Octane booster. Anyone use it?


12 replies to this topic
  • 1991CR250RBEAST

Posted October 22, 2011 - 11:49 AM

#1

I'm running 92 pump gas. Would adding octane booster do any good? Also the guy in the back of the corner store owns a race team and he sells VP race gas for 10 bucks a gallon. Any advantages? I run his gas in my camaro when I take it to the track and I can feel the difference. It seems to run better and shave .002 off my et. What about my YZ400f? :thumbsup:

  • Stroker06

Posted October 22, 2011 - 12:59 PM

#2

I have used octane booster before. I didn't notice any difference while riding, however I only ride woods, no track. I do use race gas mixed 50/50 for winter storage because the first winter I had my bike the crud gas we are now buying gummed up my carb and caused the float to stick. That was even using sta-bil. I would recommend the Lucasoctane boost as I have heard it is the only one on the market to actually raise the rating number by a couple full points.

  • Stu2

Posted October 22, 2011 - 11:41 PM

#3

Unless you are running high comp pistons or if you're bike is pinging, race gas or octane boosters won't help

In fact, they will make less power, the trick is to use the lowest octane you can without pinging

  • BMuu

Posted October 23, 2011 - 06:20 AM

#4

Be aware that octane boosters don't actually add the acclaimed 3 octane points. It's more like .3 per about 15 gallons.

Generally higher octane fuel also require different tuning to see the full benifits.

High octane fuel actually burns slower, this is benificial if you're running a tubo/sc high compression or really advanced timing because it's less likely to pre-ignite.

I run 91 (non ethanol) in my 06 yz450f and am happy with it, these bikes were designed to be ran on premium pump fuel.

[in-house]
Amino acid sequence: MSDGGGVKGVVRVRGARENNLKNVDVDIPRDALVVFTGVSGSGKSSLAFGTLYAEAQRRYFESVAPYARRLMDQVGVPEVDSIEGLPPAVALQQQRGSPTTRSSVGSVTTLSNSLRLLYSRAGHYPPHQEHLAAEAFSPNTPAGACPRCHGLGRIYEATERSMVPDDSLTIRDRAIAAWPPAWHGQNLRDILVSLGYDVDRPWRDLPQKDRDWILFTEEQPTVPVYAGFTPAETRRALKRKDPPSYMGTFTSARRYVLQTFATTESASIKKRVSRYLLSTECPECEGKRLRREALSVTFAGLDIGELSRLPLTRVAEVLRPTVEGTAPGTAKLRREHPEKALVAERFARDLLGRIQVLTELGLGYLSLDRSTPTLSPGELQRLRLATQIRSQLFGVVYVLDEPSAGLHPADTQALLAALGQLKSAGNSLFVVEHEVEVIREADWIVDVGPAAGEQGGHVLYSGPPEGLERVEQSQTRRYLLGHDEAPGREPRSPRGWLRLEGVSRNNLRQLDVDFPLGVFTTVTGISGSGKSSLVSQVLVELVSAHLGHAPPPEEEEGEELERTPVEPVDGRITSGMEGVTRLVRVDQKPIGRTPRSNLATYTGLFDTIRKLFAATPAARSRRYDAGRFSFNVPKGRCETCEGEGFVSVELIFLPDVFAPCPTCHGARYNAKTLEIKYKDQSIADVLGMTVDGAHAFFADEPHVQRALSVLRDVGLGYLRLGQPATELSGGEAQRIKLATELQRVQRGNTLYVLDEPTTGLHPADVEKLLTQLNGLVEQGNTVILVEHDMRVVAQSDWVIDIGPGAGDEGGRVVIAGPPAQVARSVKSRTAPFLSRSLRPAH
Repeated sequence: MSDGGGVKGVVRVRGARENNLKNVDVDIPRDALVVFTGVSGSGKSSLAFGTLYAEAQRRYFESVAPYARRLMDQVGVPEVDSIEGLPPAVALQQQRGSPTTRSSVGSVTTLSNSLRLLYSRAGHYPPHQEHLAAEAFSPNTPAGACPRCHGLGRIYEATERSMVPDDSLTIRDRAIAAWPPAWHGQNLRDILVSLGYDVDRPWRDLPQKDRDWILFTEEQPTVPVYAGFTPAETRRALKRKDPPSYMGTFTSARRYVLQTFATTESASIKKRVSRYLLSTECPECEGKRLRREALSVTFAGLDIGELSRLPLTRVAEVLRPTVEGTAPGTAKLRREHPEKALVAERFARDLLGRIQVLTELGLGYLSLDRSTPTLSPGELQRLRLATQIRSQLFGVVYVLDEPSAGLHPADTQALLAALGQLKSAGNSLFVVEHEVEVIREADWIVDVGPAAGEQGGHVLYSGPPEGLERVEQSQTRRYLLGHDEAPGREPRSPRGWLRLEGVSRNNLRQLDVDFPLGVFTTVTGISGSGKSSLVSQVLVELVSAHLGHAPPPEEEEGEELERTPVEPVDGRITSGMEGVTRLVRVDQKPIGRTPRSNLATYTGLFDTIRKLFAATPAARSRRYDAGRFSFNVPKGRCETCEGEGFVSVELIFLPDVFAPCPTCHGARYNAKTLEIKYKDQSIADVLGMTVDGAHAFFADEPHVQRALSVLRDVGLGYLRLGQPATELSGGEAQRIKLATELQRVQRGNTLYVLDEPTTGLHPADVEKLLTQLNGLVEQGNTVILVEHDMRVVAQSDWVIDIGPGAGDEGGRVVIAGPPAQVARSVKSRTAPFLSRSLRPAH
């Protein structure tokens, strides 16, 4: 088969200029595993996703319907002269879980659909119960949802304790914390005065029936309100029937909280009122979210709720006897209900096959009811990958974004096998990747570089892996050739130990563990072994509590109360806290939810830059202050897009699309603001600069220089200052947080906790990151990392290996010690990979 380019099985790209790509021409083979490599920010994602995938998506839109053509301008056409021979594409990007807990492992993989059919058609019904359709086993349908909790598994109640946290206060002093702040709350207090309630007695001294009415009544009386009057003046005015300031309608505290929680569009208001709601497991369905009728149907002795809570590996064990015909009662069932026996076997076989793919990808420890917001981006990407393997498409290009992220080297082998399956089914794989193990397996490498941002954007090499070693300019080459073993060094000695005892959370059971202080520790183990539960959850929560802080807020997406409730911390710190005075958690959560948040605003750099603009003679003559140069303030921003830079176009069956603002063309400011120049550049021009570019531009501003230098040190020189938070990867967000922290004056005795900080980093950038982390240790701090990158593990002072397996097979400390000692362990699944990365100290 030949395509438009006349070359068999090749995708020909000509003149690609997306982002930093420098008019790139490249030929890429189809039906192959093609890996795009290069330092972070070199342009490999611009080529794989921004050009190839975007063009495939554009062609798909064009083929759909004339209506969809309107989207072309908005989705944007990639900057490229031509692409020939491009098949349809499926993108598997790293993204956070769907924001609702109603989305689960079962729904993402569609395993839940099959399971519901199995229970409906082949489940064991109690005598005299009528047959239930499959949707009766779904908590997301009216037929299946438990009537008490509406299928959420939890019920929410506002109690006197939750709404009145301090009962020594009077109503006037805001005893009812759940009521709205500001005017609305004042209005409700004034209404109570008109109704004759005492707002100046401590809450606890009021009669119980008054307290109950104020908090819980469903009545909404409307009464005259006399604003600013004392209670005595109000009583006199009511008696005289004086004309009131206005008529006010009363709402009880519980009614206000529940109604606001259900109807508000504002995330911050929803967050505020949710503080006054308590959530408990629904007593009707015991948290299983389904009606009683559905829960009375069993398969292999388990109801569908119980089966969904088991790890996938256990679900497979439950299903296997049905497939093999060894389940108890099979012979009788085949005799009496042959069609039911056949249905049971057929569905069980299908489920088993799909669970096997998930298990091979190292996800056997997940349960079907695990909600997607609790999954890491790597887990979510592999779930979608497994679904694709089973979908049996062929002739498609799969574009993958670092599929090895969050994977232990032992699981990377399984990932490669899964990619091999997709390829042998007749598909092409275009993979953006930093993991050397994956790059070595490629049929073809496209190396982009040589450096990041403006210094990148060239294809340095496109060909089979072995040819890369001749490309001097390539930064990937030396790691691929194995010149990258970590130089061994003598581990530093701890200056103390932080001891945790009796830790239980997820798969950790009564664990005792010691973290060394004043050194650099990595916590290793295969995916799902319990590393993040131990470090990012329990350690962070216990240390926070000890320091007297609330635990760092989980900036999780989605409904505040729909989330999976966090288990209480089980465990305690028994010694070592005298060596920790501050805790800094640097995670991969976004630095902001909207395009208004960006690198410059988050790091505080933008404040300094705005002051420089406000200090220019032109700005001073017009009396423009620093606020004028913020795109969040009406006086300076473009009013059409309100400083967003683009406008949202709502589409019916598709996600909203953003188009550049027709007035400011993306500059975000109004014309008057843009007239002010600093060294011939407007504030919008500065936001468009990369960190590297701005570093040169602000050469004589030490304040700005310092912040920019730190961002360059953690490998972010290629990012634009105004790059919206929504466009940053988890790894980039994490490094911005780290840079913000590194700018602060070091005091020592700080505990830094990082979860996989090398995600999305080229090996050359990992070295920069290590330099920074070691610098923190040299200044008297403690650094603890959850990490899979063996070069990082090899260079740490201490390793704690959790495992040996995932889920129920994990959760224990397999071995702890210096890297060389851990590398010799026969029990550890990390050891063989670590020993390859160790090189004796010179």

I would be very suprised if anyone could actually feel a .002 difference in their ET.

  • Thepowderblue

Posted October 23, 2011 - 10:56 AM

#5

High octane fuel actually burns slower, this is benificial if you're running a tubo/sc high compression or really advanced timing because it's less likely to pre-ignite.


Thats what I was going to say. High compression alone can Ignite the fuel before the spark.
I have 13.5-1 compression on my bike and all I run is 91 octane .

  • Nixonnow

Posted October 23, 2011 - 11:00 AM

#6

When I fill up my 5 gal cans I put 2.5 gal of 110 and 2.5 gal of 91. Runs fine.

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  • Bryan Bosch

Posted October 23, 2011 - 11:26 AM

#7

They sell 100 oct at the pump here. I tried it one day. The bike did feel a bit stronger, but maybe there was some placebo affect in there? Never had any issue on typical premium though, so I'm not spending the $6.50 a gallon on the stuff.

  • grayracer513

Posted October 23, 2011 - 06:30 PM

#8

Here we go again. Octane number of a fuel measures only its resistance to detonation under extreme heat and pressure. If you're not pinging on the fuel you run now, the added octane won't do anything.